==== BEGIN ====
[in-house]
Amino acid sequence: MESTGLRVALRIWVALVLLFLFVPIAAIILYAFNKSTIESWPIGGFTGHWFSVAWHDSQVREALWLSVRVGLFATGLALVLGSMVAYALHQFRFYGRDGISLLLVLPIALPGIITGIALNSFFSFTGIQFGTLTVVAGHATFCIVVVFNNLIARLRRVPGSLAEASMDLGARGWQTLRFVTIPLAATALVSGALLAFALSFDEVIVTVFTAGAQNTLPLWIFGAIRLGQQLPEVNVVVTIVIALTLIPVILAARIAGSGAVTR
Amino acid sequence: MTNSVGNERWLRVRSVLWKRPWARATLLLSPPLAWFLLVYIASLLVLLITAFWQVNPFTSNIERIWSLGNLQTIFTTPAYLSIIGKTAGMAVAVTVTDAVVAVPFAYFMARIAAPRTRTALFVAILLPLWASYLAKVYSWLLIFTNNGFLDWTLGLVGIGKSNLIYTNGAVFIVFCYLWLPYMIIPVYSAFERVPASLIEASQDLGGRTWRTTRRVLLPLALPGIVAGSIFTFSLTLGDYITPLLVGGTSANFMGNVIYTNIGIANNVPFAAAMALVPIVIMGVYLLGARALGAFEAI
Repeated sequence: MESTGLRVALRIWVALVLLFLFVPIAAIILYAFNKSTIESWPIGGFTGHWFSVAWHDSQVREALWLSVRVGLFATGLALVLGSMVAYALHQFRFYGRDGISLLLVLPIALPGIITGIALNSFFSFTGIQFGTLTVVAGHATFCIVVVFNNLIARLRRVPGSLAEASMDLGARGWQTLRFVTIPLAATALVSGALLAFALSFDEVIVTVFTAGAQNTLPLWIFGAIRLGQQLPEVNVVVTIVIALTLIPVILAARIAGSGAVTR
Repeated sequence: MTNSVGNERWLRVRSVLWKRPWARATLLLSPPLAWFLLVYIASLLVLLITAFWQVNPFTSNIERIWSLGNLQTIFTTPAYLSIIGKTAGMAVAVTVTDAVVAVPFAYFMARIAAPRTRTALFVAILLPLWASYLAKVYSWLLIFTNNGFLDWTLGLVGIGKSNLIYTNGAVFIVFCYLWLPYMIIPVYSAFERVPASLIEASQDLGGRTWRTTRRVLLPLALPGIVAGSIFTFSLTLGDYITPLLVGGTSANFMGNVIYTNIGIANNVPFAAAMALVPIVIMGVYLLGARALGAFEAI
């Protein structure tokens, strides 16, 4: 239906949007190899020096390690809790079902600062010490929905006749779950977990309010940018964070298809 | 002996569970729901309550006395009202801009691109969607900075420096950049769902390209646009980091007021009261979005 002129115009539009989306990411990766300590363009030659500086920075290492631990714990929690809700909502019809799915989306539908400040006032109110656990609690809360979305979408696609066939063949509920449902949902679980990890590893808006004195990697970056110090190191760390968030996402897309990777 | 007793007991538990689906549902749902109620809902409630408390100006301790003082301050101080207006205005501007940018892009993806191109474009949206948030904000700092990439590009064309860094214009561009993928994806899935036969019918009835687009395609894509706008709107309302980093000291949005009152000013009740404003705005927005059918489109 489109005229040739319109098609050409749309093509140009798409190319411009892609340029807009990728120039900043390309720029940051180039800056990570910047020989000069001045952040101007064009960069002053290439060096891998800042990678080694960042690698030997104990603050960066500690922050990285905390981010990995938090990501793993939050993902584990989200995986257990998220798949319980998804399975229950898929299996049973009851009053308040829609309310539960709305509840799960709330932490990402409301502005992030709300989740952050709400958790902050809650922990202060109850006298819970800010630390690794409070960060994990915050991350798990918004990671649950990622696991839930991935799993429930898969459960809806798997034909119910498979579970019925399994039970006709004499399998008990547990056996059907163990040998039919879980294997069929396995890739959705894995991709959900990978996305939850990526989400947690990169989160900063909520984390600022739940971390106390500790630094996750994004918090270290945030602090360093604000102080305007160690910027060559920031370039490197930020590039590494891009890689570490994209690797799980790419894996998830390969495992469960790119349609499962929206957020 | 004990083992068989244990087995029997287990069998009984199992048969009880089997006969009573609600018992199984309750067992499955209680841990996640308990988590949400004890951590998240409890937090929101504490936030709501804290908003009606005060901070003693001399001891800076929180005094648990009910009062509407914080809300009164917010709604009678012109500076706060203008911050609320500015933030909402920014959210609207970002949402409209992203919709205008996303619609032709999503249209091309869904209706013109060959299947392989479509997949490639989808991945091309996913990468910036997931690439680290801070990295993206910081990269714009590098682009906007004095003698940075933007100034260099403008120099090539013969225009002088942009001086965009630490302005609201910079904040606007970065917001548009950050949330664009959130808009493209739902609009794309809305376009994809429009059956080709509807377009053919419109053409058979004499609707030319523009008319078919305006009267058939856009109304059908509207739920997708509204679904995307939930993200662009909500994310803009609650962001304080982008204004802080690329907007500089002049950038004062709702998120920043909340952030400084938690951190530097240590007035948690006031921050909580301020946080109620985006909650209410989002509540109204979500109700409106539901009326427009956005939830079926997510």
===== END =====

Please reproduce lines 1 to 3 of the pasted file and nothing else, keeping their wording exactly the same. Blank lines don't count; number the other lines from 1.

[in-house]
Amino acid sequence: MESTGLRVALRIWVALVLLFLFVPIAAIILYAFNKSTIESWPIGGFTGHWFSVAWHDSQVREALWLSVRVGLFATGLALVLGSMVAYALHQFRFYGRDGISLLLVLPIALPGIITGIALNSFFSFTGIQFGTLTVVAGHATFCIVVVFNNLIARLRRVPGSLAEASMDLGARGWQTLRFVTIPLAATALVSGALLAFALSFDEVIVTVFTAGAQNTLPLWIFGAIRLGQQLPEVNVVVTIVIALTLIPVILAARIAGSGAVTR
Amino acid sequence: MTNSVGNERWLRVRSVLWKRPWARATLLLSPPLAWFLLVYIASLLVLLITAFWQVNPFTSNIERIWSLGNLQTIFTTPAYLSIIGKTAGMAVAVTVTDAVVAVPFAYFMARIAAPRTRTALFVAILLPLWASYLAKVYSWLLIFTNNGFLDWTLGLVGIGKSNLIYTNGAVFIVFCYLWLPYMIIPVYSAFERVPASLIEASQDLGGRTWRTTRRVLLPLALPGIVAGSIFTFSLTLGDYITPLLVGGTSANFMGNVIYTNIGIANNVPFAAAMALVPIVIMGVYLLGARALGAFEAI